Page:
In an effort to encourage young people to pursue and succeed in STEAM careers (Science, Technology Engineering, the Arts and Mathematics), Ford announced a new quarterly column dedicated to showcasing opportunities in STEAM. The column will appear on BlackPressUSA.com and will be available to NNPA members through the NNPA Newswire.
The NNPA is a trade group that represents more than 200 Black-owned media companies, operating in the United States; the member publications reach more than 20 million readers, combined, in print and online every week.
The new column will begin in March.
“Rest assured, this will not be a self-serving platform,” said Renah Carlisle, a sales zone manager for Ford’s Phoenix Region. “Both Ford and the NNPA support STEAM initiatives and it is a reminder to our children, that the impossible is possible.”
This year, there will be more than 8 million jobs available in STEAM and the federal government alone will need an additional 10,000 workers for information technology and cybersecurity, Carlisle said.
“In tandem with other programs and initiatives, with the launch of this new STEAM column, we’re excited to not only put a focus on an important issue impacting our youth, but to also offer [another avenue] to increase awareness, consideration and participation in exciting, dynamic career opportunities available to all young people everywhere,” said Carlisle, in a press statement about the new STEAM column.
NNPA President and CEO Dr. Benjamin F. Chavis Jr., said that the NNPA was excited to join Ford in this important conversation about the future of our youth.
“Across the country, our members serve as the voice and advocate for the communities they serve,” said Chavis, in a press statement about the new STEAM column. “The unsettling fact that every 26 seconds a student drops out of high school should be impetus enough for leaders, mentors and all who care about the future of our youth to develop a pipeline for future leaders in STEAM careers.”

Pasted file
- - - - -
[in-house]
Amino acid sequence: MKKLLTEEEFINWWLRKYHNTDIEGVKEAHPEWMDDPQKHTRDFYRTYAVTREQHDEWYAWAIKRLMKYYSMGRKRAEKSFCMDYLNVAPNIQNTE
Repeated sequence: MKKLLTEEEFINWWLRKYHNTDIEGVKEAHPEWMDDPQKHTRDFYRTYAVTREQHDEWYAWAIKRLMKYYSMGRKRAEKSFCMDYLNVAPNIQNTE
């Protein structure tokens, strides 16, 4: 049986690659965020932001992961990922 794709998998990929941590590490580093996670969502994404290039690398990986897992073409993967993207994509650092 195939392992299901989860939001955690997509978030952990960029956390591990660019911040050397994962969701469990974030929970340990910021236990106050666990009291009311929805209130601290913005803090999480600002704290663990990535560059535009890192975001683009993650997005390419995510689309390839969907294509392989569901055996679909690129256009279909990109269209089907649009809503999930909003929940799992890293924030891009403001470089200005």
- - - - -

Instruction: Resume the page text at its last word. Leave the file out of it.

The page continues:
The statement continued: “Both NNPA and Ford share a mutual commitment and support for STEAM initiatives and are excited to support innovation, differentiation and opportunities that help our youth ‘Go Further’ in tech,” and explore the limitless potential of the future.
London and Philadelphia — Is virtual reality finally ready to make inroads in K-12?
Technology companies are making a fresh push, and some market dynamics could provide them a tailwind. But there’s plenty of reason to remain skeptical.
That’s the takeaway from Education Week’s reporting from two conferences last month: Bett, a global ed-tech trade show hosted in London, and EduCon, a gathering of progressive educators and technology enthusiasts in Philadelphia.
Reasons to be bullish include new hardware advances, falling prices, and a wave of districts that will soon be looking to replace their existing computers and laptops. As a result, more than 15 percent of U.S. schools will have virtual-reality classroom kits by 2021, predicts Futuresource Consulting, a U.K.-based market-research firm.
“You’re going to see increasing adoption of this immersive technology,” said Ben Davis, a senior analyst for the group.
Read the full article here: May require an Education Week subscription.
LANSING, Mich. – Michigan leads the nation in FIRST Robotics teams, and $2.5 million in state grants will help even more students benefit from the experiences of working with professionals and being inspired by seeing real-world applications of STEAM subjects, said Roger Curtis, director of the Michigan Department of Talent and Economic Development.